Love is patient, and love is kind. Love does not envy, it does not boast, it is not proud. Love, according to every book, every movie, every song, and just about every person I have ever met, is the most powerful force in the world, capable of overcoming anything. Anything, that is, except maybe depression.
When you have depression, everything — even being in love — is different.
I have suffered from depression since I was a teenager, and for a long time, I avoided acknowledging its existence. I was comfortable letting it sit inside of me like a dirty little secret I thought only I was in on. My family, on both of my parents’ sides, has a long and complicated history with mental illness — so the possibility of it manifesting in me is something I have been hyper aware of since childhood. I heard the stories about family members who were born and died before me, and I saw the effects of mental illness on those closest to me. But I always told myself, No, that’s not for you.
That’s the funny thing about depression, though.
It doesn’t care what narrative you tell yourself or what story you try and live out for others. When it rears its ugly head and sets its sights on you, everything in your life, including your love life, changes.
While it’s true that depression affects everyone differently, I can report suffering from the most common symptoms of the disorder. I’ve spent the last decade on a pendulum, swinging between episodes of overwhelming loneliness and detachment, debilitating exhaustion and hopelessness, and violent anger and frustration. No matter where I was, what I was doing, or who I was with, those feelings were there, too. They still are.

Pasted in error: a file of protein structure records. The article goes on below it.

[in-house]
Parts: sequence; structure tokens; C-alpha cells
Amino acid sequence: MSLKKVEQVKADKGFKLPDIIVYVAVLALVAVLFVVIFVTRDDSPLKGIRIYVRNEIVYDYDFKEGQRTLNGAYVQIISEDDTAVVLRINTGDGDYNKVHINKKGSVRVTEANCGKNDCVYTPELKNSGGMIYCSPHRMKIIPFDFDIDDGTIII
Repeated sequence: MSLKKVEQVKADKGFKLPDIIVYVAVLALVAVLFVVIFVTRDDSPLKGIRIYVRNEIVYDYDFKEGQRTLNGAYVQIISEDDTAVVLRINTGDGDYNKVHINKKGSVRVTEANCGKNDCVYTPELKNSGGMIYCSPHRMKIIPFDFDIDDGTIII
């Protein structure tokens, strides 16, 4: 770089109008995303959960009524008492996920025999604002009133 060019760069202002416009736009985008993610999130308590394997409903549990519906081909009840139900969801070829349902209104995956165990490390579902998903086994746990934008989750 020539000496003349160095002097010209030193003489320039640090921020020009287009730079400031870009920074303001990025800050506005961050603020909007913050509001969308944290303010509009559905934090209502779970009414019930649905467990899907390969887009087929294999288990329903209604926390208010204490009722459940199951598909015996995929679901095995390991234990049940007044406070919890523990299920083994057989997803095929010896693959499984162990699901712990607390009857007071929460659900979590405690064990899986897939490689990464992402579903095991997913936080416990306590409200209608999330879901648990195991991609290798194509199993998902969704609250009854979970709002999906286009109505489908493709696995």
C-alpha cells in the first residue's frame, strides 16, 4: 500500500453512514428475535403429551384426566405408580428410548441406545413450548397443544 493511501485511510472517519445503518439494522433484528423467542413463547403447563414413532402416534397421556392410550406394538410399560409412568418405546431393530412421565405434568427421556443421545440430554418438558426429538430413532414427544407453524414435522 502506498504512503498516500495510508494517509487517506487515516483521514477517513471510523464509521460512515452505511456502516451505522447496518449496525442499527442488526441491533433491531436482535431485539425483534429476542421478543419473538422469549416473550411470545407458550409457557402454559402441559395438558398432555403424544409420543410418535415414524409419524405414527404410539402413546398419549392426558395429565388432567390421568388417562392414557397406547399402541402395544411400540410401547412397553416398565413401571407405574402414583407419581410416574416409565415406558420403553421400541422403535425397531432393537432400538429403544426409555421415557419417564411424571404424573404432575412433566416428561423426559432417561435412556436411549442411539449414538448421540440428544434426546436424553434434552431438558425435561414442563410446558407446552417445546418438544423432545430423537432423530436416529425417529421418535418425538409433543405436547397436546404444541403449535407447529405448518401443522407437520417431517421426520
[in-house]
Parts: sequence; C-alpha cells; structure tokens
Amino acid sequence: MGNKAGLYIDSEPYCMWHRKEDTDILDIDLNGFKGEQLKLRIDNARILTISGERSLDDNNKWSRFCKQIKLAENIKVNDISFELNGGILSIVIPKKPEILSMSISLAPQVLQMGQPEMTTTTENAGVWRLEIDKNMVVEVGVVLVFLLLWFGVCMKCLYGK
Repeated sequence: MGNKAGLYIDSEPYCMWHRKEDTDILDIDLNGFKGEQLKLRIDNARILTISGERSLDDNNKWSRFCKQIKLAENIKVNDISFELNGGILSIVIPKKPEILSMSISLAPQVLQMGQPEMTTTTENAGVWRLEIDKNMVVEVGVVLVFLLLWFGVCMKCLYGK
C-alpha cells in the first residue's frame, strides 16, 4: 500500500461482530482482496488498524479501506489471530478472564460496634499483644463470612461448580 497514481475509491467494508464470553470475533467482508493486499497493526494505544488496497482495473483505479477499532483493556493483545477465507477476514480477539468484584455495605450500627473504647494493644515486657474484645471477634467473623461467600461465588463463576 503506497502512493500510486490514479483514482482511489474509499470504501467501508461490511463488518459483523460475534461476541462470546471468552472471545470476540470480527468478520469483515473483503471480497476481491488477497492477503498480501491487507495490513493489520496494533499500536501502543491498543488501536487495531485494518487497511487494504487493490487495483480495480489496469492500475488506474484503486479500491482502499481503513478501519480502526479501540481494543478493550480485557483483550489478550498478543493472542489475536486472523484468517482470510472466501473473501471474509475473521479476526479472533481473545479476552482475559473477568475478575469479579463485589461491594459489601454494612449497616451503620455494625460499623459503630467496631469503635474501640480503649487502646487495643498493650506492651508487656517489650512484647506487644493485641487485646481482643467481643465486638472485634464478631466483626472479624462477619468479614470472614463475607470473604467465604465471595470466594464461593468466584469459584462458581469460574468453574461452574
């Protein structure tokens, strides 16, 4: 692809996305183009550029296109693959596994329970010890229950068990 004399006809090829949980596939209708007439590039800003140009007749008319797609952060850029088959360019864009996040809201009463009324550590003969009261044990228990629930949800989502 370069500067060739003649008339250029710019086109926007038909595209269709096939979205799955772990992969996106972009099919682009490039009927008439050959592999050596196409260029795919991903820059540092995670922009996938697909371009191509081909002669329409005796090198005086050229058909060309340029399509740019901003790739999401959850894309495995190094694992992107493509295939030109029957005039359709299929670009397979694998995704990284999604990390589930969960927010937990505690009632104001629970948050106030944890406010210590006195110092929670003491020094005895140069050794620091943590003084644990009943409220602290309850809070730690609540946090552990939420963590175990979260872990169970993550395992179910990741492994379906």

Every awkward day of high school, my depression hitched a ride in my backpack and sat in on every class I took. When I moved into my dorm room at college, I unpacked my clothes, my books, and my pictures only to find out my depression had come along, too. After graduation, when I moved to New York City to start my career and a very new and exciting chapter of my life, I left a lot of things behind — but not my depression, which was by my side at every job interview, department meeting, and performance review.
Even now, after moving back to Massachusetts to follow another dream and to live with my loving partner, I find we aren’t building our future alone. Every brick in the relationship foundation we’re laying together comes with a crack: my depression.
It seems like, everything I touch, it touches, too. It’s not an innocent bystander just watching things unfold, either. It’s an active participant in my life.
See, my depression isn’t just a lens in which I see the world through, its a prism that distorts all of my experiences, even — and especially — love.
When it comes to falling in love, my depression turns an exhilarating experience into an exercise in second guessing myself. It’s excruciating. It transforms butterflies in my stomach into tiny fire-breathing dragons, determined to rip apart the pit of my belly. It takes the warm-and-fuzzies and converts them into a toxic mix of guilt, anger, and fear — ready to explode at any moment.
As a result of my depression, I constantly wonder if I am good enough for my partner. I worry that, at any moment, he could realize I am not and leave. When we argue, even if it’s a normal relationship argument, I get sad and hopeless and angry and anxious that this fight will be our end. When he’s sweet and sincere, I question his motivations and get paranoid that something else is going on.